When it comes to buying and using insecticides and herbicides, consumers should know what they’re buying. I think there are a lot of misconceptions about the use and even the term pesticides, so I want to help clear up some of the confusion. I’m not trying to convince you that pesticides are good or bad. I simply want you to be informed.
The first thing you should know is, the term pesticide is inclusive. It refers to insecticides used to control insects, herbicides for controlling weeds, miticides for mites, and fungicides for fungal problems. Pesticides can be organic or inorganic. Organic pesticides are made from naturally occurring elements. Inorganic is made from synthetic materials.
The next thing you should be aware of is, organic doesn’t always mean that it’s a “safer” product than an inorganic product. For example, the product All Down Concentrate is an herbicide that’s made from acetic and citric acids. It sounds safe because it’s organic, right? This is not necessarily true because if you think about it, it’s acid. I know, so is vinegar or lemon juice, so you have to look at the percent of acid that it contains. This is where things get tricky and confusing. Vinegar contains 5 to 8% acetic acid. Some products sold for weed control contain 28% or more acid. This can burn your skin and cause irreversible eye damage.
I guess I’m a pesticide nerd because when I have time to kill I browse the pesticide aisles in the store. If you haven’t tried it, you really should. It’s interesting and eye opening. I don’t expect you to know what all the chemical names are, and you don’t really have to. The thing you should look at is the signal word on the front label of the product. That’s the really small print that’s almost impossible for most of us seasoned people to even see. This will tell you how safe or dangerous the product is, as well as what it contains.
The signal word will say one of the following things; caution, warning, danger or danger-poison. Caution means it is slightly toxic orally, dermally, through inhalation, or can cause a slight eye or skin irritation. Warning means the product is moderately toxic orally, dermally, or through inhalation and could cause moderate eye or skin irritation. Danger is used when the product is corrosive or causes severe eye and skin burning, but not highly toxic orally or through inhalation. Danger-Poison means the product is highly toxic orally, dermally or through inhalation! When the label says danger-poison it also must be accompanied by a skull and crossbones and written in red. I personally don’t see any reason you would ever need to use a product with a danger-poison label. With that said, there is a category of pesticides that contain organic derivatives that don’t have these signal words. Just for fun, take a look under your kitchen or bathroom cabinet and read the signal words on some of the cleaners. It might surprise you.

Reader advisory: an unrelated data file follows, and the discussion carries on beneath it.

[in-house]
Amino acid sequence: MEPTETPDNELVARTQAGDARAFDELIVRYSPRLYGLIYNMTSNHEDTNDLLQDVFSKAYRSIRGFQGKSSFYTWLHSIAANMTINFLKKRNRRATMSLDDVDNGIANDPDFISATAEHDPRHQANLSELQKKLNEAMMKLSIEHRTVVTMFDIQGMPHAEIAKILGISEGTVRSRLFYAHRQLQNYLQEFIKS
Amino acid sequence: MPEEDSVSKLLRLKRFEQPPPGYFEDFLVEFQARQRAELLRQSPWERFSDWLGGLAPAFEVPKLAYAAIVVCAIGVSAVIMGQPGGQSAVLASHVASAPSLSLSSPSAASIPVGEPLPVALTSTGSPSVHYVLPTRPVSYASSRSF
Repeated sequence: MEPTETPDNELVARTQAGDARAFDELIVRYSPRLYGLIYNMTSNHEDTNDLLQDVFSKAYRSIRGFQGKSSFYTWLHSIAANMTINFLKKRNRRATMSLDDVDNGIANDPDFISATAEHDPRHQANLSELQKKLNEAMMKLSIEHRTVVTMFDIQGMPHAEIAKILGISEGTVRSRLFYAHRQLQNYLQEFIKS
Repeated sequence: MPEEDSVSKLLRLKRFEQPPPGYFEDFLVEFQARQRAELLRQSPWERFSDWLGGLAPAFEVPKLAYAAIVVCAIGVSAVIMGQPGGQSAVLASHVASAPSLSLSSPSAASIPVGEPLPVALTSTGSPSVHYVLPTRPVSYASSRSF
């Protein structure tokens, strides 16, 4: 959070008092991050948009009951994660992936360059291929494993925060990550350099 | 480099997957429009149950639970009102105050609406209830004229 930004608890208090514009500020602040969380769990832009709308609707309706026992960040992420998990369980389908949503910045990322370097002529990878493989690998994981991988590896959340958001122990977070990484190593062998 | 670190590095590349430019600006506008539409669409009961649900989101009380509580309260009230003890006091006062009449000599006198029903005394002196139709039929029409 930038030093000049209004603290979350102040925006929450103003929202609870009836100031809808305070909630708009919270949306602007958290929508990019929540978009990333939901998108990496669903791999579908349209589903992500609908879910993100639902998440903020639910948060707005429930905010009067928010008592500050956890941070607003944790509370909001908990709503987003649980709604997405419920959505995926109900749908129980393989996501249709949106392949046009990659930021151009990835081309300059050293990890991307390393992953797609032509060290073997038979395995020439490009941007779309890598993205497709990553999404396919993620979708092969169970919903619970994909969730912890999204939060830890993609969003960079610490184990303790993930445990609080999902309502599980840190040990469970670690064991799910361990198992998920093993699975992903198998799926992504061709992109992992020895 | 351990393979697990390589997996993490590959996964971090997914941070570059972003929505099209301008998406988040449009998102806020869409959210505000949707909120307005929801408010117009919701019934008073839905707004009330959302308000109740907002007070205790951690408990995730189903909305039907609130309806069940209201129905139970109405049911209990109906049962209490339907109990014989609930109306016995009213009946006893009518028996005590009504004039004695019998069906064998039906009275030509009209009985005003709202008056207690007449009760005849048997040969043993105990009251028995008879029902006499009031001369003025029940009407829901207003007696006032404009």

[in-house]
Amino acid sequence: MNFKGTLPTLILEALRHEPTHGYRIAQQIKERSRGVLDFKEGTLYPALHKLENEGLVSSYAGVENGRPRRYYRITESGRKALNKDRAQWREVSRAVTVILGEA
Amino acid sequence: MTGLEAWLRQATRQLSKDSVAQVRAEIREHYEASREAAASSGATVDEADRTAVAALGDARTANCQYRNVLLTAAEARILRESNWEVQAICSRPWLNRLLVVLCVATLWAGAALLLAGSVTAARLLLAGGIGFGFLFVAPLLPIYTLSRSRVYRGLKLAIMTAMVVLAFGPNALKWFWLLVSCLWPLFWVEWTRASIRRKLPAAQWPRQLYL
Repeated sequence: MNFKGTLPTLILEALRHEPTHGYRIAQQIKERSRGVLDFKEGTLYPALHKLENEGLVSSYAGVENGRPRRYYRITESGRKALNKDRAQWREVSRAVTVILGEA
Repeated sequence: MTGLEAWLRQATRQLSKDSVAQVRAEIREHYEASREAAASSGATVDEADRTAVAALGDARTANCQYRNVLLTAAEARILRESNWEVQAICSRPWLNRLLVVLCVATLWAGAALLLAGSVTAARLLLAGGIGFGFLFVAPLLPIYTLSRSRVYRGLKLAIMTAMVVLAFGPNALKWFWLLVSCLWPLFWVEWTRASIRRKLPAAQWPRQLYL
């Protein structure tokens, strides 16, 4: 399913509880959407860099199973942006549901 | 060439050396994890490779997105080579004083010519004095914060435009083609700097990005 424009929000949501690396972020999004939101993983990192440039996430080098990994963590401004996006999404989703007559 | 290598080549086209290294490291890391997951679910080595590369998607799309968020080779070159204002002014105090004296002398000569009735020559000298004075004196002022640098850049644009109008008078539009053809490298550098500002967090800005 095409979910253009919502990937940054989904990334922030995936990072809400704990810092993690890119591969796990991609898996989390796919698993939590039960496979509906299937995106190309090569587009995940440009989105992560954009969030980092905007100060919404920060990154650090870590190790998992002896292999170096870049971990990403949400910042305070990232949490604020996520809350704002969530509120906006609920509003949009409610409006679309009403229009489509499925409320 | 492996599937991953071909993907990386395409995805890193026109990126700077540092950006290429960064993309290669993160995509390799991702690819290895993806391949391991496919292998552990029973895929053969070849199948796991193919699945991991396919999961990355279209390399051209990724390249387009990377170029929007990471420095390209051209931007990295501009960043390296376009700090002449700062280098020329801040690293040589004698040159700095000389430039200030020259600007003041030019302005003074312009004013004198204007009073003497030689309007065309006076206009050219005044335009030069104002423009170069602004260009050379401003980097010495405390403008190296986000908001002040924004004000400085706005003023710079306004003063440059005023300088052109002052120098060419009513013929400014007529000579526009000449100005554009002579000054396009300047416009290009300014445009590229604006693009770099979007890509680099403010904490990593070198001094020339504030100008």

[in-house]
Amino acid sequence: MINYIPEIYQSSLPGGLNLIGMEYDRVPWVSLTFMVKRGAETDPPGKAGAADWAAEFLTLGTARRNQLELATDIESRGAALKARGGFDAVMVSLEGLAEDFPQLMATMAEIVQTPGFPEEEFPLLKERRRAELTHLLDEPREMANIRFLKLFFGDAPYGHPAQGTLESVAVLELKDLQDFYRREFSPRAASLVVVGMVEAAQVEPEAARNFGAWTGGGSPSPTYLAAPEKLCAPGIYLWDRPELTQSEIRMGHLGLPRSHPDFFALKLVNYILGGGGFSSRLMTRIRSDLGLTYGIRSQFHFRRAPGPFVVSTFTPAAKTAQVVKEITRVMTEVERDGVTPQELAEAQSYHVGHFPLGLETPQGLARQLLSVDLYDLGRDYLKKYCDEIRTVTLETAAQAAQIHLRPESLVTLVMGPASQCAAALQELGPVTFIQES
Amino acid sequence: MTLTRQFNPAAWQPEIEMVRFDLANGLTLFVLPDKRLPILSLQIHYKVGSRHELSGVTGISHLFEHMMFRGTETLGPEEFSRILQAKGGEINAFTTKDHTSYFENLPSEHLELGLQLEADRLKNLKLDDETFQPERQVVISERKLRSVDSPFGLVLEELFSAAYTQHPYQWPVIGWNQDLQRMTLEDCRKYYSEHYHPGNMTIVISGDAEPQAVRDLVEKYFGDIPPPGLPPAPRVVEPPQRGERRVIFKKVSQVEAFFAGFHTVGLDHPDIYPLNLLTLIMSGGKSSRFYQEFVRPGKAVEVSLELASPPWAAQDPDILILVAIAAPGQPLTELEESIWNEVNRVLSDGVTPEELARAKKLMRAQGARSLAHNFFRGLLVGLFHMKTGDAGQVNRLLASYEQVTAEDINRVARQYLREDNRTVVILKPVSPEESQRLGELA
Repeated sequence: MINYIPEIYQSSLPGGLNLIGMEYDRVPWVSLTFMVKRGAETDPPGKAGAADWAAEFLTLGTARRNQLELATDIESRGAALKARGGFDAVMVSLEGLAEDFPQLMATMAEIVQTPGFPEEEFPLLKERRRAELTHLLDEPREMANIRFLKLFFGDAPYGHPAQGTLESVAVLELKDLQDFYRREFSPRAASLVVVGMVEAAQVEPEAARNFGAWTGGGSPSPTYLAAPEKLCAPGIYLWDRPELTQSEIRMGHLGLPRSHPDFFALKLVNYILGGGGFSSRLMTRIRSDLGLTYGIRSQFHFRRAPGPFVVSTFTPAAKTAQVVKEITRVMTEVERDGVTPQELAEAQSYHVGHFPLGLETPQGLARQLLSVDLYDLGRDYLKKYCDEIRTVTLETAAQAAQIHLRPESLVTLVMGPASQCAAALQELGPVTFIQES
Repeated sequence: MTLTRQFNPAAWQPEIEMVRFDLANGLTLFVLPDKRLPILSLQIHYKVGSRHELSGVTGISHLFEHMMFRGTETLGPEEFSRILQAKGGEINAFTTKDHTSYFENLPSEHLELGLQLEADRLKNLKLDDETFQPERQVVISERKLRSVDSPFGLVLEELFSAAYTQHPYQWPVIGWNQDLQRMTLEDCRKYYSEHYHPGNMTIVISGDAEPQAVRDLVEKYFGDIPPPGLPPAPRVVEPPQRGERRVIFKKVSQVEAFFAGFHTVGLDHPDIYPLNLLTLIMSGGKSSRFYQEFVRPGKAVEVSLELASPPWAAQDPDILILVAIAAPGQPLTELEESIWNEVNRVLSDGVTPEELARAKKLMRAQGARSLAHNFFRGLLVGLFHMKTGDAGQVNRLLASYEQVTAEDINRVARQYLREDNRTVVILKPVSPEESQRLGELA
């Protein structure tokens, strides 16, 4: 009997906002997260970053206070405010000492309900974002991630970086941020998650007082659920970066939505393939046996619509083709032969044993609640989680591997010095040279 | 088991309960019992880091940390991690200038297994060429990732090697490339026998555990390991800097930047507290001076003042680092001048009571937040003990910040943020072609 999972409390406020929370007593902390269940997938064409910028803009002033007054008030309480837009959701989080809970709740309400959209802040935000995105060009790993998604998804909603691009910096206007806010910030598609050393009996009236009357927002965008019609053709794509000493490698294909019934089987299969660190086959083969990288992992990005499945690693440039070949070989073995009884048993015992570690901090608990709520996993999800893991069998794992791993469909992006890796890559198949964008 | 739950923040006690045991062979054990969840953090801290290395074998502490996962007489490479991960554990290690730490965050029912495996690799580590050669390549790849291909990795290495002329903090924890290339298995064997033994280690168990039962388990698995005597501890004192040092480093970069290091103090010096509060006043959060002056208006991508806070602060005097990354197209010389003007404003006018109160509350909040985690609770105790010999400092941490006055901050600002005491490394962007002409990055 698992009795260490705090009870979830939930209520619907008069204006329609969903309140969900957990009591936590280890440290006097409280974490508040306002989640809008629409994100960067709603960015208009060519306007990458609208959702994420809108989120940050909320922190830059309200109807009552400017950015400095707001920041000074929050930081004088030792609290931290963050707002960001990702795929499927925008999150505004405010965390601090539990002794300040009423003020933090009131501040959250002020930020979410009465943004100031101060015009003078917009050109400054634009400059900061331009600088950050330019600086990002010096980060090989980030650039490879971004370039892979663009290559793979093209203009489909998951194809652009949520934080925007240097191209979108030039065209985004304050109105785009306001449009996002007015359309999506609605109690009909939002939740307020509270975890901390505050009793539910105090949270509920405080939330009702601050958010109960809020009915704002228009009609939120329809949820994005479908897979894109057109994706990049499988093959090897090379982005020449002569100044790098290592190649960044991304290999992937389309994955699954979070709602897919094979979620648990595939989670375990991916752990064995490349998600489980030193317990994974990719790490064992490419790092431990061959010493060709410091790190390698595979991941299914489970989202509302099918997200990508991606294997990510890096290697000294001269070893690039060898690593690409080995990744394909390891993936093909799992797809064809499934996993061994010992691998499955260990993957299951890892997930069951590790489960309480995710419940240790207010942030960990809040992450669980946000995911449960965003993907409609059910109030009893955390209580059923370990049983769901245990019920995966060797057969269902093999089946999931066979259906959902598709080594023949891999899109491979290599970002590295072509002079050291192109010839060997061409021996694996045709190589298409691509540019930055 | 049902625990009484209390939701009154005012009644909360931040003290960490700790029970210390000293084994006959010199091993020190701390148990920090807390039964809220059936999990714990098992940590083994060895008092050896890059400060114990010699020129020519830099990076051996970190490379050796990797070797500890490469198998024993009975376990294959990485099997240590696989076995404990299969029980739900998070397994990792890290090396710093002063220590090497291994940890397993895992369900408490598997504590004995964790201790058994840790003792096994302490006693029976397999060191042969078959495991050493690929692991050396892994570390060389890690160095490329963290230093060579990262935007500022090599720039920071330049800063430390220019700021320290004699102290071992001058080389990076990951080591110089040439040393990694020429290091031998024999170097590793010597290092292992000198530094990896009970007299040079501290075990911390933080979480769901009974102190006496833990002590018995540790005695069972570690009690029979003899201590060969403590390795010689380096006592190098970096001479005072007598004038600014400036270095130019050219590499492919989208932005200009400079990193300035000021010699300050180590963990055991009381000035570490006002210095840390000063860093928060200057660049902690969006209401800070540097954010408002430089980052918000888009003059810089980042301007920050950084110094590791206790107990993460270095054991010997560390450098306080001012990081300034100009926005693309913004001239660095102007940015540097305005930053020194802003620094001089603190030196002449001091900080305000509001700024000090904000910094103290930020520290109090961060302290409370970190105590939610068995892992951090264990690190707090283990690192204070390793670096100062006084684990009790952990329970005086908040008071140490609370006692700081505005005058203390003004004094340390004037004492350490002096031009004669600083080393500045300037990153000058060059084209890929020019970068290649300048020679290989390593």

Did you know that glyphosate (the product most people think of as Round Up) actually has a caution label? The product 2,4 D sold for broadleaf control has a danger signal word. I think most people mistakenly assume 2,4 D is the safer choice. The brand name Round Up now includes several products that are used for many different problems, so be sure to read the label to make sure you’re buying one that is listed for your particular problem.
There will also be a registration number on the label. This number identifies the product. If for some reason your child or pet should ingest the product and you need to call the poison control hotline, knowing this number will speed things up.
You may also see the word OMRI certified on the label. This means the product has been approved by the Organic Materials Review Institute and can be used by organic growers. Once again, don’t assume that it’s a safer product just because it’s OMRI certified. Read the label and understand any precautions that may be noted.
I recommend you use “safer” products first. Then, if they don’t work for some reason, you can take further action. I for one try to avoid “danger” labeled products as much as possible. Which reminds me, the label that you rip off the back when using the product will tell you what precautions you need to take when using the product. It will advise proper clothing to wear when applying the product as well as how to wash your clothes, any dangers to animals, and how long it is advised before you can safely enter an area that was treated.
Do you know that the label of the product is a legal document? As a commercial pesticide applicator, we are repeatedly told, “the label is the law!” Read the label, read the label, read the label!” That means the little foldout attached to the product. I think the bottom line is, use your head when dealing with any product, and if you’re going to err, err on the side of caution.
Linda Corwine McIntosh, Licensed Commercial Pesticide Applicator, ISA Certified Arborist, Advanced Master Gardener